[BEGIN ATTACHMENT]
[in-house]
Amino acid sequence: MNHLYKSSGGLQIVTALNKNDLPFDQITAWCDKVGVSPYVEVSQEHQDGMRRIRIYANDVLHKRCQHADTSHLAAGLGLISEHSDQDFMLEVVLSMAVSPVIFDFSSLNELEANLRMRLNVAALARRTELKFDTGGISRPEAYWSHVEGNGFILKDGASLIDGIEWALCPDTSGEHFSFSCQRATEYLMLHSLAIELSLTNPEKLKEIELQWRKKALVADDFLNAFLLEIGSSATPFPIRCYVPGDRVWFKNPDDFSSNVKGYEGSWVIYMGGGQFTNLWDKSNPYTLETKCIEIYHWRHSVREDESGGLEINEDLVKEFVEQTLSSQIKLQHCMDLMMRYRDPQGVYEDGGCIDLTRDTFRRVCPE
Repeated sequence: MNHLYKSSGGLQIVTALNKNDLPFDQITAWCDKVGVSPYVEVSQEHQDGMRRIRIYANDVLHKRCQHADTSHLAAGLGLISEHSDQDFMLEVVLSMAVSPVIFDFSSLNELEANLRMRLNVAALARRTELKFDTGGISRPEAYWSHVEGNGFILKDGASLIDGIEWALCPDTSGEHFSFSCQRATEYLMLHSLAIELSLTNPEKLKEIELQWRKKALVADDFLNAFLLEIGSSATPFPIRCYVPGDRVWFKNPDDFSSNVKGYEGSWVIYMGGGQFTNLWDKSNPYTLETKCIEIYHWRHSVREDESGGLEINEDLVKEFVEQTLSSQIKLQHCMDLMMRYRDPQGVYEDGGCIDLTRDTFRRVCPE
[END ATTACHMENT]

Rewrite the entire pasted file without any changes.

[in-house]
Amino acid sequence: MNHLYKSSGGLQIVTALNKNDLPFDQITAWCDKVGVSPYVEVSQEHQDGMRRIRIYANDVLHKRCQHADTSHLAAGLGLISEHSDQDFMLEVVLSMAVSPVIFDFSSLNELEANLRMRLNVAALARRTELKFDTGGISRPEAYWSHVEGNGFILKDGASLIDGIEWALCPDTSGEHFSFSCQRATEYLMLHSLAIELSLTNPEKLKEIELQWRKKALVADDFLNAFLLEIGSSATPFPIRCYVPGDRVWFKNPDDFSSNVKGYEGSWVIYMGGGQFTNLWDKSNPYTLETKCIEIYHWRHSVREDESGGLEINEDLVKEFVEQTLSSQIKLQHCMDLMMRYRDPQGVYEDGGCIDLTRDTFRRVCPE
Repeated sequence: MNHLYKSSGGLQIVTALNKNDLPFDQITAWCDKVGVSPYVEVSQEHQDGMRRIRIYANDVLHKRCQHADTSHLAAGLGLISEHSDQDFMLEVVLSMAVSPVIFDFSSLNELEANLRMRLNVAALARRTELKFDTGGISRPEAYWSHVEGNGFILKDGASLIDGIEWALCPDTSGEHFSFSCQRATEYLMLHSLAIELSLTNPEKLKEIELQWRKKALVADDFLNAFLLEIGSSATPFPIRCYVPGDRVWFKNPDDFSSNVKGYEGSWVIYMGGGQFTNLWDKSNPYTLETKCIEIYHWRHSVREDESGGLEINEDLVKEFVEQTLSSQIKLQHCMDLMMRYRDPQGVYEDGGCIDLTRDTFRRVCPE